Dictionary Ambigrams

So there is this building for lease that I occasionally pass on West Burnside.  It is called The Weave Building and has a logo that is almost, but not quite, an ambigram:

I like how they were a little liberal on the letter usage in the almost-ambigram of “building”, leaving part of the descender off the G and still dotting the i’s.

I wondered how many words in the English language were naturally ambigrams using these fast and loose rules.  I started with a list of matching letters as rules, trying to be very relaxed with the rules.  For example I considered the A and V to be equal in much the same way the Weave Building considered g and b to be — it’s easy to overlook the horizontal line in the A.  A lowercase h could look like a y upside, or when uppercase it could look like another H.  And so on.  The final list of rules looks a little something like this:

  • A => V
  • b => gq
  • d => q
  • g => b
  • h => Hy
  • i => Ii
  • l => 7l
  • m => Ww
  • n => Nu
  • o => Oo
  • p => d
  • q => b
  • s => Ss
  • t => t
  • u => n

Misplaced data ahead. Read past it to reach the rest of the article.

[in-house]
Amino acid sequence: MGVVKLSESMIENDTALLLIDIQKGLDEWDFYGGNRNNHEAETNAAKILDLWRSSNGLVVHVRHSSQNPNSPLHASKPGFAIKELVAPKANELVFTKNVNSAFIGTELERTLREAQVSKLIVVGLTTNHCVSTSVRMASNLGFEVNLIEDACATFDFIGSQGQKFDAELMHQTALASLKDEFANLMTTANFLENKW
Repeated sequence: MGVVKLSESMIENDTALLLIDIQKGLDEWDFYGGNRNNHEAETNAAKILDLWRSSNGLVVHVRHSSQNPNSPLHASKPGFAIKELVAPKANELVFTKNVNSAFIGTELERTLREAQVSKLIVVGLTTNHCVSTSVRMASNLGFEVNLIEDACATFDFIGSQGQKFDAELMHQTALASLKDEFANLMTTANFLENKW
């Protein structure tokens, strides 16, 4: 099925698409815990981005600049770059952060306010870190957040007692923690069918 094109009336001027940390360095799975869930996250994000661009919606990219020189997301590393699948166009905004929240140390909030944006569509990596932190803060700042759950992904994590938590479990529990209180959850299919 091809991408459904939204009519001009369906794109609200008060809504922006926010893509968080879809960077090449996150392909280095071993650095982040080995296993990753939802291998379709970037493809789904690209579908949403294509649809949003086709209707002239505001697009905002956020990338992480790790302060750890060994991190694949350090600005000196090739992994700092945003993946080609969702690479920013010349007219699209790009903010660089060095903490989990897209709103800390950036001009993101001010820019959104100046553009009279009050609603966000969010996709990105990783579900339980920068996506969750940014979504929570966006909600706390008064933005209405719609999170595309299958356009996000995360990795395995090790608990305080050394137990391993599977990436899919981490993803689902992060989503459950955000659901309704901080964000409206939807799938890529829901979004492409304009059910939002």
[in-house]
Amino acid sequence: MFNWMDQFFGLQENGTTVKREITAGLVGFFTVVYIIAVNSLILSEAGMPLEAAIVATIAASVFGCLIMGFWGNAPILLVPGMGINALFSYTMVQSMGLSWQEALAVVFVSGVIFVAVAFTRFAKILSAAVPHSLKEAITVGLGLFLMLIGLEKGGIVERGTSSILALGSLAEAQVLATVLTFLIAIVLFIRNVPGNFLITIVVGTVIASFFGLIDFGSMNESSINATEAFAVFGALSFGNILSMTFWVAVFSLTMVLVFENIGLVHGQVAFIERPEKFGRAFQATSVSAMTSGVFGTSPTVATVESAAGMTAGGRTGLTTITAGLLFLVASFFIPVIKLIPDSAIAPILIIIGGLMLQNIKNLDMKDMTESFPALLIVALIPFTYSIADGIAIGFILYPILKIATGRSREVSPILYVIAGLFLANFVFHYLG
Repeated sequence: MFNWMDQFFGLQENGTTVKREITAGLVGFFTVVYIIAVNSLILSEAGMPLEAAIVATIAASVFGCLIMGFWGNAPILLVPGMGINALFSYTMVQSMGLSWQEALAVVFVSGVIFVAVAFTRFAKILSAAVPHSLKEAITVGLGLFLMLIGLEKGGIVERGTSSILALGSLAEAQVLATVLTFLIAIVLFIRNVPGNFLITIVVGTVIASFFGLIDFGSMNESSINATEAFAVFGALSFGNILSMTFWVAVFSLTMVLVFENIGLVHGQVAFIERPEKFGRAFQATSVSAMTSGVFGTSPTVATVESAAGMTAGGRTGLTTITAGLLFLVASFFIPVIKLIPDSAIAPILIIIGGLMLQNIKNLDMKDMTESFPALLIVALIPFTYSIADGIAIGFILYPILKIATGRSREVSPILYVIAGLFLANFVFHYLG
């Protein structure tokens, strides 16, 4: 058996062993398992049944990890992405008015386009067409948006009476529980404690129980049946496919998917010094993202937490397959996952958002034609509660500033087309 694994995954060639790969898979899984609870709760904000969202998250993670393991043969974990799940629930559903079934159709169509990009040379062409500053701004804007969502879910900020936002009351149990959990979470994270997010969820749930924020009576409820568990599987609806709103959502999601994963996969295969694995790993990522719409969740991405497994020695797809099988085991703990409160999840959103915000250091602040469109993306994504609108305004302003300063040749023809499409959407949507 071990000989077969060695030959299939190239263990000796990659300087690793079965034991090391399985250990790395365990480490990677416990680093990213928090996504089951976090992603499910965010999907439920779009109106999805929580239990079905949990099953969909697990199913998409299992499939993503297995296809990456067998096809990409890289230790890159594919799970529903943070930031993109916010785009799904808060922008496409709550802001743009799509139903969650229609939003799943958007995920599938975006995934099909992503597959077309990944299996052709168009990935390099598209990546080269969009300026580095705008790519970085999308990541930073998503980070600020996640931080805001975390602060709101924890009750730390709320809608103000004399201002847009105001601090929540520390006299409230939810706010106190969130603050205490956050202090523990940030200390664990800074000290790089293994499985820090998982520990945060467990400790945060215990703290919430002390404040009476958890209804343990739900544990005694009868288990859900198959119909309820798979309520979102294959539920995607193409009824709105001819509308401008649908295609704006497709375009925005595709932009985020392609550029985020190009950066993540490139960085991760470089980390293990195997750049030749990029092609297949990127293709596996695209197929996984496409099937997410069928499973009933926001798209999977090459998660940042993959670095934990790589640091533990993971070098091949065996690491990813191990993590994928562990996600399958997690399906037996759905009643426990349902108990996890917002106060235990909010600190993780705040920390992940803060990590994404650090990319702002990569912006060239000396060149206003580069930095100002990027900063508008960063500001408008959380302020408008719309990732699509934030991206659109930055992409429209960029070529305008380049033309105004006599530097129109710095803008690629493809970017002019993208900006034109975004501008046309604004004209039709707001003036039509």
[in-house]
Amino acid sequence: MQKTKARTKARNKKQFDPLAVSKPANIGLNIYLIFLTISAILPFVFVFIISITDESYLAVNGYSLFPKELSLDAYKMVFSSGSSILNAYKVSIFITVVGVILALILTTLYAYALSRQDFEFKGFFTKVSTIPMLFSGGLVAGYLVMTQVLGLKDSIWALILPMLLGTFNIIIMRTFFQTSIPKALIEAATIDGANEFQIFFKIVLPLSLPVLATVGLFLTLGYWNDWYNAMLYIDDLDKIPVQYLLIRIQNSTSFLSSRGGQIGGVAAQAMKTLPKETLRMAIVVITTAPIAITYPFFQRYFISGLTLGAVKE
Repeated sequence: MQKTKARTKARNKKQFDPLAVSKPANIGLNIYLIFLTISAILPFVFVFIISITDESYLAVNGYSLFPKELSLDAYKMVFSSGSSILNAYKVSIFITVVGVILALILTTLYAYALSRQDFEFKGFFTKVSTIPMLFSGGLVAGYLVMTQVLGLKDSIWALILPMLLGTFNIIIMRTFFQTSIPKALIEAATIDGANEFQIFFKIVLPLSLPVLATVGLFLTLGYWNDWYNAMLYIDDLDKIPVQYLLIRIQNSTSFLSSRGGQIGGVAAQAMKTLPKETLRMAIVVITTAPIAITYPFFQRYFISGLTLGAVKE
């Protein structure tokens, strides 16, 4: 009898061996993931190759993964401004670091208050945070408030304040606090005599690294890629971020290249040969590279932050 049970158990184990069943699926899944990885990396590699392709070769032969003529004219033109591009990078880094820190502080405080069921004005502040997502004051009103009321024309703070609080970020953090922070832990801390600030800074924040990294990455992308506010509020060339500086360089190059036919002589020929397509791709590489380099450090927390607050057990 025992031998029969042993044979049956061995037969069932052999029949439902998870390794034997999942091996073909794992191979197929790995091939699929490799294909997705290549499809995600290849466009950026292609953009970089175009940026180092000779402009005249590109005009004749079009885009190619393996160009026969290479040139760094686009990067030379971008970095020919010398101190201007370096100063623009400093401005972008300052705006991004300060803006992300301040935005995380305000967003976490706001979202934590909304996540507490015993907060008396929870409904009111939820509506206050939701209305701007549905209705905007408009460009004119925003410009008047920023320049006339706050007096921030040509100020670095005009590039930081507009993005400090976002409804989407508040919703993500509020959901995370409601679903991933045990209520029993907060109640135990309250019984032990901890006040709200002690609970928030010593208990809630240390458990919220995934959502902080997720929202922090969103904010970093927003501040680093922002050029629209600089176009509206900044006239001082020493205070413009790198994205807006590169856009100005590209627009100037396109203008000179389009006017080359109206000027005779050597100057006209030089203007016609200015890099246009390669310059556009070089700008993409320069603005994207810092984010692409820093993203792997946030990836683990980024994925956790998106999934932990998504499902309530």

• v => A
  • w => Mm
  • x => Xx
  • y => h
  • z => Zz

I then wrote a quick C program to scan the Unix dictionary.  A few seconds later, I had a measly 28 words that were dictionary ambigrams according to my rules:

  • big
  • bog
  • bung
  • gib
  • gob
  • hoy
  • i
  • l
  • mow
  • nu
  • o
  • oto
  • otto
  • pod
  • s
  • sis
  • sooloos
  • t
  • tit
  • toot
  • tot
  • tst
  • un
  • unsun
  • wim
  • woom
  • x
  • z

And, admittedly, some of those aren’t even proper words but single letters!  But I did catch great words like bung and toot!

Posted in: Code Dear Diary Projects

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Brian Enigma

Brian Enigma is a Portlander, manipulator of atoms & bits, minor-league blogger, and all-around great guy. He typically writes about the interesting “maker” projects he's working on, but sometimes veers off into puzzles, software, games, local news, and current events.

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